Edema, the medical term for swelling, is the result of capillaries (the smallest blood vessels in the human body) leaking fluid into nearby tissue. Edema may be the result of several mechanisms, including:
- Excessive force, or pressure inside the blood vessels
- A force outside of the blood vessel causes fluid to be drawn out
- Fluid loss due to a compromised blood vessel wall
During the initial phase of tissue healing, there is an influx of chemical mediators which results in an increase in blood flow and capillary permeability. This causes extra fluid to accumulate in the surrounding tissue and causes swelling. This response allows more white blood cells (infection-fighting cells) to enter the affected area making it an important component of tissue healing. However, the edema also inhibits contractile tissues and can significantly limit the injured area’s function. Making it a marker for activity restrictions, and return to activity following an injury. As well, as a sign of performance inhibition.
Edema can also result from sitting in one position for too long, high intake of sodium (salty food), pregnancy, and menstruation, as well as a side effect of some medications. It can also be a sign of a more serious underlying medical condition. For the purpose of this article, we will focus on peripheral edema (swelling in the limbs) as a result of injury and activity.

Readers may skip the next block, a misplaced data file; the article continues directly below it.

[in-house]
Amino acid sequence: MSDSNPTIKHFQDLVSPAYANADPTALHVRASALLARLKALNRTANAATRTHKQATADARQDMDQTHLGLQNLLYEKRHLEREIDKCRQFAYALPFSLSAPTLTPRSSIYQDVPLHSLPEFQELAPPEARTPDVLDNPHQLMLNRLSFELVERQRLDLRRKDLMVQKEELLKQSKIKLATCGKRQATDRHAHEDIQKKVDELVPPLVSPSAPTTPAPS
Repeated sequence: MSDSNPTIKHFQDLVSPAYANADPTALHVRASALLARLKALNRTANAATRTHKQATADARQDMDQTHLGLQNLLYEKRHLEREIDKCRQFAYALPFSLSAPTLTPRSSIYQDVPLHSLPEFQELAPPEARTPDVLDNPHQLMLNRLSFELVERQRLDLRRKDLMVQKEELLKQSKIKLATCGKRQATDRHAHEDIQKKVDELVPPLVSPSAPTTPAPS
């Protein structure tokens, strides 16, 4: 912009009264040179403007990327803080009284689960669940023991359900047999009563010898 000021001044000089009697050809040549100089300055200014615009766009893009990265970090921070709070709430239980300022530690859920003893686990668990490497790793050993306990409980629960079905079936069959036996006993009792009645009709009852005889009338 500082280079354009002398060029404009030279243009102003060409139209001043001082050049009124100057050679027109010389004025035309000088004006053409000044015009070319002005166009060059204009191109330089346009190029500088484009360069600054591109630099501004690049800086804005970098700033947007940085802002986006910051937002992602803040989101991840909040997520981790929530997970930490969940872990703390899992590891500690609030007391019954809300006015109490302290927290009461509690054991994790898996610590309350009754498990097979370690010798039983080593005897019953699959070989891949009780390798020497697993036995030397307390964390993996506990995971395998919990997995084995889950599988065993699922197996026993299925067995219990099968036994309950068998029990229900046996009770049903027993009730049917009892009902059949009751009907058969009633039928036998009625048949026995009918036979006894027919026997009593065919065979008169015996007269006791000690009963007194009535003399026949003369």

Symptoms of peripheral edema include swelling of the injured/affected area(s), causing a tightening and puffiness of the surrounding skin. It may also cause the skin to appear shiny. In more serious cases of swelling, an indentation may appear following the application of pressure to the area. This is known as pitting edema. The swelling from peripheral edema will increase or decrease with changes in body position; gravity-dependent.
One of the safest and most effective treatments for the control and prevention of edema is to wear prescription compression stockings or sleeves. These medical-grade stockings are designed to exert a precise amount of constant pressure. They work by compressing your veins, arteries, and muscles, which forces your blood through narrower channels, and increase the pressure. The increase in pressure causes an increase in the volume of deoxygenated blood returning to the heart (venous return) and leaves less to pool in the affected area.
Baechle, T. Earle, R. (2008). Essentials of strength training and conditioning. Human Kinetics, 3, 529.